Back to index


Conductive Loss
A conductive loss refers to a decrease in sound caused by a problem in the outer or middle ear. Such a loss indicates normal inner ear activity. Possible causes of a conductive loss may be: wax in the ear canal, a perforation in the eardrum, or fluid in the middle ear. This type of loss is usually treatable with either medical or surgical intervention.

Example of a conductive loss audiogram:

Sensorineural Loss
A sensorineural loss refers to a problem located in the inner ear or along the nerve pathway between the inner ear and the brain. This type of loss may be caused by aging, infection or other disease, noise exposure, or it may be related to a genetic disorder. Such a loss is usually permanent and not treatable by medical or surgical intervention.

Example of a sensorineural loss audiogram:

Mixed Loss
A mixed loss refers to a conductive loss and a sensorineural loss occurring at the same time. While the conductive component may be treated, the sensorineural component is permanent.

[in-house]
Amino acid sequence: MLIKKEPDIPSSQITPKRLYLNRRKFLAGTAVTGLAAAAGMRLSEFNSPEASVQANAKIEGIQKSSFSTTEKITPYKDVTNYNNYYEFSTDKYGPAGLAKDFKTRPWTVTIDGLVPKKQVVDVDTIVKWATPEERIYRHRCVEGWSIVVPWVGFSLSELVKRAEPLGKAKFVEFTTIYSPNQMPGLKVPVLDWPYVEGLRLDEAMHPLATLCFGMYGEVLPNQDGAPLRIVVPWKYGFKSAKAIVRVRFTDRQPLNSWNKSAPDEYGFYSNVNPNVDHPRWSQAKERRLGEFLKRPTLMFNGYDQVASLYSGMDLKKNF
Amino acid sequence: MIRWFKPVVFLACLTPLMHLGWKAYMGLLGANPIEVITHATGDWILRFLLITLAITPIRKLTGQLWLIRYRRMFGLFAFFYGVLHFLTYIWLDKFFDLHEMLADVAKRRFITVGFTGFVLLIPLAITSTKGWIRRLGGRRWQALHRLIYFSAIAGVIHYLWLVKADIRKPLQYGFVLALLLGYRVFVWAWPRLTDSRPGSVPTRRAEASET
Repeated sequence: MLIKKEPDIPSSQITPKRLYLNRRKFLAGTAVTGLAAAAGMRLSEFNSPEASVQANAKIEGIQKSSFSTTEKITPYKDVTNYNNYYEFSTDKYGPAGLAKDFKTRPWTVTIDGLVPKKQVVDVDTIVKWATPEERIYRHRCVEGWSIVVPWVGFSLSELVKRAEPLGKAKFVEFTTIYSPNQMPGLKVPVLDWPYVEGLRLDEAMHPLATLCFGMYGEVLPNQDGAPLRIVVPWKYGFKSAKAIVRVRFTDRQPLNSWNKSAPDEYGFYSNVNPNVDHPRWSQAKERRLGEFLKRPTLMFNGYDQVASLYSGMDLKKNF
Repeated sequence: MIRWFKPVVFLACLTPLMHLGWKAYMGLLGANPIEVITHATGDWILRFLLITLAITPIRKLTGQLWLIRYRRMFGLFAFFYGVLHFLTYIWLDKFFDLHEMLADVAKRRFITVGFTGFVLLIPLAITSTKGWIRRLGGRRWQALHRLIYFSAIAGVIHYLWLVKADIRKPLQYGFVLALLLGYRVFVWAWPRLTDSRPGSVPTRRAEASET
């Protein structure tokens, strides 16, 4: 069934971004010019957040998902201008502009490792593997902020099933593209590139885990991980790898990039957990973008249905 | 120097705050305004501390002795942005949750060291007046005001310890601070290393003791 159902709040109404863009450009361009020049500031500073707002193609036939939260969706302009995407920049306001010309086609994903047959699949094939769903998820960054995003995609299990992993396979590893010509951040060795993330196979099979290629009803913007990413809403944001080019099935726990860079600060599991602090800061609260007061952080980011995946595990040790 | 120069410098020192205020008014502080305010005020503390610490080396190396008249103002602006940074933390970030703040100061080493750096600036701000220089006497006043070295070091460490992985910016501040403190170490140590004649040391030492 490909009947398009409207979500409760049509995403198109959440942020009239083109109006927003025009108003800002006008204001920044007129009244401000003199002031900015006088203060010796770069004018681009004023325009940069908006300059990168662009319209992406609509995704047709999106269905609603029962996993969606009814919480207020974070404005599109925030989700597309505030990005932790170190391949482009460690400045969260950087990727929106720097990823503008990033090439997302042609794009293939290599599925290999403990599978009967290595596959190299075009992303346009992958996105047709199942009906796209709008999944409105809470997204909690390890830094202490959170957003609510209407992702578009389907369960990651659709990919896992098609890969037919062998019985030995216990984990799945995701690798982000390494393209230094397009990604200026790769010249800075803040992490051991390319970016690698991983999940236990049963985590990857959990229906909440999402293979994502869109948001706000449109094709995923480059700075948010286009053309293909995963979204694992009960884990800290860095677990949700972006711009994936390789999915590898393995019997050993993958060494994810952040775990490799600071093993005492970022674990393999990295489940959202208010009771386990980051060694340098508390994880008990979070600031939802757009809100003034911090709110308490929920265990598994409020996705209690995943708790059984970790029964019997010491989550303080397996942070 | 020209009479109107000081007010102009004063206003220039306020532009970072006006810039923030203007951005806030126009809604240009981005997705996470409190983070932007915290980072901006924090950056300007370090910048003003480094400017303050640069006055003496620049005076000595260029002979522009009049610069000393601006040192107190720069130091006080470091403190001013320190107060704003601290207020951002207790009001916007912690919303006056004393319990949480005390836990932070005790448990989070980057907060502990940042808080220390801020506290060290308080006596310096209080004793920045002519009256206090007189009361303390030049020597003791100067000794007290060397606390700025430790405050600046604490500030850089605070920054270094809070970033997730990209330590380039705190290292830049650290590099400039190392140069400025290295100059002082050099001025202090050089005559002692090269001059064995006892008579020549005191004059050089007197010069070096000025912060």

Example of a mixed loss audiogram:

Degrees of Hearing Loss

Degrees of hearing loss audiogram adapted from J.G. Clark (1981). Uses and abuses of hearing loss classification. ASHA, 23, 493-500.

Hearing Loss Simulations
Click on the following audiograms to hear an example of speech as it may sound to a person with the given configuration of hearing loss.

Full BandwidthHigh Pass, 500 Hz

High Pass, 2000, Hz

Low Pass, 500 Hz

Low Pass, 2000 Hz

Hearing loss samples used by permission and taken from:
"Hair Cells and Hearing Aids"
C.I. Berlin, Ph.D., Editor
(Singular Publishing Group 1995)
Demonstrations played during 1994 Kresge "Hair Cell-a-bration"
Selections: Mead C. Killion.

Back to index